Los Angeles Aqueduct

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There are two Los Angeles Aqueducts--the original Los Angeles Aqueduct was designed by William Mulholland (an Irish immigrant who became a self-taught engineer and head of the Los Angeles Department of Water and Power) and completed in 1913 to deliver water from the Owens River to the city of Los Angeles, California. The first aqueduct project began in 1905 with a budget of 24.5 million dollars. With 100,000 workers employed in its construction, the Los Angeles Aqueduct was finished in 1913. It consisted of 223 miles of 12-foot steel pipe, 120 miles of railroad track, 2 hydroelectric plants, 170 miles of power lines, 240 miles of telephone line, a cement plant, and 500 miles of roads. The aqueduct used gravity to carry the water, so it was relatively autonomous and cost-efficient. Apart from a dam failure in 1928 that flooded the Santa Clarita Valley and most of Ventura County (resulting in disgrace and financial ruin for Mulholland), and an incident of sabotage by displaced Owens Valley farmers a few years previously, the aqueduct system has worked quite well throughout its history. It was built so well, in fact, that to this day the city still uses it to transport water. The second Los Angeles Aqueduct was completed in 1970. It carries water 137 miles.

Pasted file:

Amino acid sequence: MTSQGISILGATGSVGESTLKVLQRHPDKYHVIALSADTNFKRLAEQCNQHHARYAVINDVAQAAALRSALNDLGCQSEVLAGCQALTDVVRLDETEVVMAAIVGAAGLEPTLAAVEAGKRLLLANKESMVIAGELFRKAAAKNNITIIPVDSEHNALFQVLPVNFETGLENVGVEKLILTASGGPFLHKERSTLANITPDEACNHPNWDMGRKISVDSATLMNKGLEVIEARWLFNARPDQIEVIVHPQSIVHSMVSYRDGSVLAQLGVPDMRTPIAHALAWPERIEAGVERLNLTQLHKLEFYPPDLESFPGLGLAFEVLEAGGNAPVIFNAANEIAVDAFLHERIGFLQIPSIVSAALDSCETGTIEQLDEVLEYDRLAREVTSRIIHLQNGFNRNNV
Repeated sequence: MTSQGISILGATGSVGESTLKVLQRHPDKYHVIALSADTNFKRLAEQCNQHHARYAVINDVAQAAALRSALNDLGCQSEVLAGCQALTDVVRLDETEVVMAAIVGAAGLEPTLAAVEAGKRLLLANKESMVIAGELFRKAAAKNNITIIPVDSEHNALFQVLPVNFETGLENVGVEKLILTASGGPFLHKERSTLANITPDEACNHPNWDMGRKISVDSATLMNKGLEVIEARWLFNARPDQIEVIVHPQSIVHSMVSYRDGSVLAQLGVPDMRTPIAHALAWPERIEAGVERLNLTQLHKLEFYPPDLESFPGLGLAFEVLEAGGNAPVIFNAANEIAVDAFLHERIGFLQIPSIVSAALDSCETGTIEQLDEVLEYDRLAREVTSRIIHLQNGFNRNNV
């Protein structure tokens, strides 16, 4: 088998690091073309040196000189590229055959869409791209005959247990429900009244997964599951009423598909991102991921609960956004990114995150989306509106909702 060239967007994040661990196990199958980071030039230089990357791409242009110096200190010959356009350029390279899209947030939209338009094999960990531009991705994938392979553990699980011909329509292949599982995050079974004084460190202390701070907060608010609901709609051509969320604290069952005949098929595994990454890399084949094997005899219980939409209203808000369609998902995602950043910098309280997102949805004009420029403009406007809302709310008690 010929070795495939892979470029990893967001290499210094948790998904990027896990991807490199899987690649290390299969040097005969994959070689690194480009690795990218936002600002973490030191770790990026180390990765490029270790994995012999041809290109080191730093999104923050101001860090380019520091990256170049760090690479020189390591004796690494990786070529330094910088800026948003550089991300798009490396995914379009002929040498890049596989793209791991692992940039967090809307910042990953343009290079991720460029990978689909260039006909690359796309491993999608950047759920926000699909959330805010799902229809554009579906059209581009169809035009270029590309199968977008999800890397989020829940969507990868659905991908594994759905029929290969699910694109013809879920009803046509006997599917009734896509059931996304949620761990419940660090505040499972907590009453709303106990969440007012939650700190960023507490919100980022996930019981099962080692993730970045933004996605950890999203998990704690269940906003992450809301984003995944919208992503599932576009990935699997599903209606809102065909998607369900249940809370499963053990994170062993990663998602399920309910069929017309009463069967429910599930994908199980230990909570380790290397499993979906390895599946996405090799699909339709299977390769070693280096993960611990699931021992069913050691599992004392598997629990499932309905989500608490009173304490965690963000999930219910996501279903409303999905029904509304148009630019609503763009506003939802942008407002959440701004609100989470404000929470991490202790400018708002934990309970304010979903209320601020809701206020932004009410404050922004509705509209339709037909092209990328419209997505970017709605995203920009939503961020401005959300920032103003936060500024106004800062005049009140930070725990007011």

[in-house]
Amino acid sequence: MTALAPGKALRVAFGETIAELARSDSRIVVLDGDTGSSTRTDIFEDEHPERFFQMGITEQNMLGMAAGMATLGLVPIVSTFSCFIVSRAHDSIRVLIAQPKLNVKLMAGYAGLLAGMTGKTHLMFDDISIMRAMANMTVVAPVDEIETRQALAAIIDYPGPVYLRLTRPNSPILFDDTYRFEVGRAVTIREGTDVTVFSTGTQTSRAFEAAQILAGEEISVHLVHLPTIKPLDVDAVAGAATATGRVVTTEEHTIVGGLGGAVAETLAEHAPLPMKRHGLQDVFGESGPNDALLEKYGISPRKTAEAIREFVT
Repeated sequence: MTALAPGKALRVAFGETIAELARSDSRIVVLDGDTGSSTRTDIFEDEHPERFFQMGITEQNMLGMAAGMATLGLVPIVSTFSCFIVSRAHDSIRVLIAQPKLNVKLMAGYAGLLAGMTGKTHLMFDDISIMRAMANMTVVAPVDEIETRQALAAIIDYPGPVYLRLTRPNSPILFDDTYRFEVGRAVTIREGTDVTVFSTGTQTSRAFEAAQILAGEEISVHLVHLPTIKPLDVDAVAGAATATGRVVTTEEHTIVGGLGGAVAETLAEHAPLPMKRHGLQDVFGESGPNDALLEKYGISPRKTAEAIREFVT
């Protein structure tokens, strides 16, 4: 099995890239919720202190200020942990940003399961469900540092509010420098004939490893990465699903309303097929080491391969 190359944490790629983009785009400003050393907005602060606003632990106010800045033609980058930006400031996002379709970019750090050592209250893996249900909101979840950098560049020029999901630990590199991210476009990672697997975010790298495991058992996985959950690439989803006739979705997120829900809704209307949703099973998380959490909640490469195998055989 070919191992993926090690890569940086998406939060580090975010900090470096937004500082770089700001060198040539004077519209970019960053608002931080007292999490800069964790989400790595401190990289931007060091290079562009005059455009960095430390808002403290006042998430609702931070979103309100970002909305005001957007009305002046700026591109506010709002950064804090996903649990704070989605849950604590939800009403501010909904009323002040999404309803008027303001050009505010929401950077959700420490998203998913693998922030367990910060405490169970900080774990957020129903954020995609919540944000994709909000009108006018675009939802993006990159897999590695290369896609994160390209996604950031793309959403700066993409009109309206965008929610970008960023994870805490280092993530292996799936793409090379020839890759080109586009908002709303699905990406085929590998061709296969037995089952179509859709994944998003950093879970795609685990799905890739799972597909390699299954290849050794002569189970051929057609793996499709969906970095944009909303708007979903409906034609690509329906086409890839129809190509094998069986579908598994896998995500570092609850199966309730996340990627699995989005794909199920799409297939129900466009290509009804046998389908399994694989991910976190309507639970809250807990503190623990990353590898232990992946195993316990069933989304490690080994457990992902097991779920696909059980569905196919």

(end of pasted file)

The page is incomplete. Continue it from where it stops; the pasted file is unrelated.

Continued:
The construction of the Los Angeles Aqueduct effectively ended the development of the Owens Valley as a farming community and devastated the ecosystem of Owens Lake. Mulholland and his associates, including Los Angeles Times publisher, Harrison Gray Otis have often been denounced for having used deceptive tactics to obtain the Bureau of Reclamation rights to the Owens River's flow. However, the aqueduct's water was crucial in the development of what is now one of the world's most important cities, and a historical rehabilitation of Mulholland's reputation has taken place in recent years.

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